Turnover slides for Sa Sa International
Cosmetics retail chain Sa Sa International Holdings recorded a 12.8 per cent drop in turnover for its latest fiscal year, ended March 31, sliding to HK$7845.9 million (US$1011.4 million) from HK$8992.8 million.
Retail sales in Hong Kong and Macau fell 14.2 per cent year-on-year to HK$6231.6 million, and overall profit slid 54.3 per cent to HK$383.5 million from HK$838.8 million.
Sa Sa has traditionally relied on high-price products with long product life cycles mainly from Europe and the US, but the rise of cross-border eCommerce has given further impetus to the change in tourist flows and in tourist buying patterns, says the company. This has led to faster market penetration by cheaper Korean products.
To address this challenge, the group has improved the cost effectiveness of stores, repositioned and rationalised its store portfolio, optimised store sizes and centralised operations. It has also improved the management of stores in its markets beyond Hong Kong.
In Hong Kong and Macau, same-store sales fell 11.8 per cent during the year. Transaction numbers dropped by 4.4 per cent while the total average sales value per ticket decreased by 10.2 per cent.
Transactions by mainland China tourists fell 7.1 per cent while average sales value per ticket decreased by 11.2 per cent. For transactions by local consumers, the figures were down 1.2 per cent and 3.5 per cent respectively.
Because of ongoing promotions and discounting to support sales in a slower market, as well as a lower house-brand mix, the group’s profitability was dragged down. The gross profit margin decreased from 44.8 per cent the previous year to 42.6 per cent, while net profit margin fell to 7.4 per cent from 11.9 per cent.
To strengthen the competitiveness of its product offerings, the group adjusted its non-house brand mix in some popular product categories for a faster adaptation to changing consumer preferences.
During the year, Sa Sa stores increased by four, with a total as at March 31 of 111 Sasa stores and two single-brand stores or counters in Hong Kong and Macau.
In Mainland China, boutique stores continued to contribute to overall profitability, but a change of management led to a slight decrease in turnover as well as an increase in the inventory provision.
Overall turnover for the group on the mainland fell 9.6 per cent to HK$303.8 million, while same-store sales decreased by 9.9 per cent. This gave a loss for the year of HK$39.6 million.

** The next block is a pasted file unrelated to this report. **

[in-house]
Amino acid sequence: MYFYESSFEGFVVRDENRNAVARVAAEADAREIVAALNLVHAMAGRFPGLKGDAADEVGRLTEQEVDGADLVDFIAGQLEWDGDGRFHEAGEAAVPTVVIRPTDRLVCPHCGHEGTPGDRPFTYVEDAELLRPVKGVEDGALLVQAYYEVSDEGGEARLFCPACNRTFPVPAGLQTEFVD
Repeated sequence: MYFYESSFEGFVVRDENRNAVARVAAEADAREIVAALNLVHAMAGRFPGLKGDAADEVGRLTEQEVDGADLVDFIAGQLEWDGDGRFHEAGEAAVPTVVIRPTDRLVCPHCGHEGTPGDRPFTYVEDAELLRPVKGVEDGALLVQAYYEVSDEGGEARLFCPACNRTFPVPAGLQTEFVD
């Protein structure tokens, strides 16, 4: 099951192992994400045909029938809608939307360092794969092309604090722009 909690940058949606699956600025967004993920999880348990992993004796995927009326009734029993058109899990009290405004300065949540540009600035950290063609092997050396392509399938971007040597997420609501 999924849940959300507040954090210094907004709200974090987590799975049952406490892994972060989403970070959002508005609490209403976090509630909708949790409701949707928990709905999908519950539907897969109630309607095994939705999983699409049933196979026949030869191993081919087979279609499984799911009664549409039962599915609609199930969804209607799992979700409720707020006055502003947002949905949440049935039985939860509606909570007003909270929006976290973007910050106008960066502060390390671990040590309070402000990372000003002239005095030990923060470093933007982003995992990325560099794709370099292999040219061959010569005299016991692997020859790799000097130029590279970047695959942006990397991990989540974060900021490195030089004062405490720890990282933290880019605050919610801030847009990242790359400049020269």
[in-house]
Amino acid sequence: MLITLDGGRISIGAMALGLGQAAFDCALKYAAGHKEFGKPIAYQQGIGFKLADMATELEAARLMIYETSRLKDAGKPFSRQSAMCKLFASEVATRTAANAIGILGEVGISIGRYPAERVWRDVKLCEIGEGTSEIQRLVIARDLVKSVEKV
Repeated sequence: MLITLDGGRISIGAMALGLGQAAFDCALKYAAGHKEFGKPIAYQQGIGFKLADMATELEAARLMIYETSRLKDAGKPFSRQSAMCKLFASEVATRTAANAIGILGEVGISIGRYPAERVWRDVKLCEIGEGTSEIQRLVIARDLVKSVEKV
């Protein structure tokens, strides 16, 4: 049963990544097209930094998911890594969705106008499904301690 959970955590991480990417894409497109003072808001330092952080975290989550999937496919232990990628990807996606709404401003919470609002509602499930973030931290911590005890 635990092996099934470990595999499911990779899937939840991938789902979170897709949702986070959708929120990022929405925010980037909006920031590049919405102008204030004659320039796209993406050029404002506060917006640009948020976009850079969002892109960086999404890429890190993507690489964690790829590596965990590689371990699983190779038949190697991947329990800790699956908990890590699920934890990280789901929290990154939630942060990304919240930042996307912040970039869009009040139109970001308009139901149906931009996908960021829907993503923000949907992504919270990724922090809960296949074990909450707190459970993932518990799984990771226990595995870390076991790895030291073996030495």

The group launched O2O stores with new format in Shenzhen and Shanghai, broadening its product selection through online offerings while also increasing exposure for the Sasa.com brand.
Turnover for the Singapore market eased 2 per cent to HK$222.5 million while same-store sales dropped by 4.8 per cent – mainly the effect of Singapore’s acute manpower constraints which led to vacancies for frontline staff.
In Malaysia, the market grew 9.1 per cent to HK$307.4 million, though same-store sales eased by 3.2 per cent. The group says it has consistently outperformed the market and is profitable, despite its performance being briefly impacted by the introduction of the Goods and Services Tax (GST) at the beginning of the year.
Turnover in the group’s Taiwan business dropped 7.8 per cent to HK$254.6 million, and same-store sales fell by 10.1 per cent, mainly the result of management changes, weak local consumer sentiment and a drop in mainland tourist arrivals.
Turnover for Sasa.com rose 6.2 per cent to HK$442.0 million. The group launched a new Mainland China website and mobile site during the year, which enhanced the traffic and conversion rate. Also, the group’s performance was strengthened by more focus on flash sales.
Sales to the mainland market grew by 25.9 per cent, hindered by the limitations of the system’s scalability and logistics, together with inadequate consumer awareness of Sasa.com.
Sa Sa expects the Hong Kong retail market to still be a challenge, and in response has improved store management and instituted an O2O business model to tap the potential of cross-border eCommerce.
The group will continue its policy of store consolidation in Hong Kong with aggressive rental cuts targeted at tourist stores, or closures. It will also reposition stores to residential areas with better growth prospects and returns, as well as the New Territories districts near the mainland border.
With the continuous change in dynamics of the cosmetics market in China, with internet retailing growing rapidly, the group says it recognises the need to improve its management resources. It has appointed a new management team and recruited new staff while also seconding experienced staff from Hong Kong.
Sa Sa believes a new free-trade-zone warehouse in China will help it overcome high delivery costs and long fulfillment lead times.
Going forward, the group will place more emphasis on eCommerce and also gradually integrate its online and offline operations to increase competitiveness.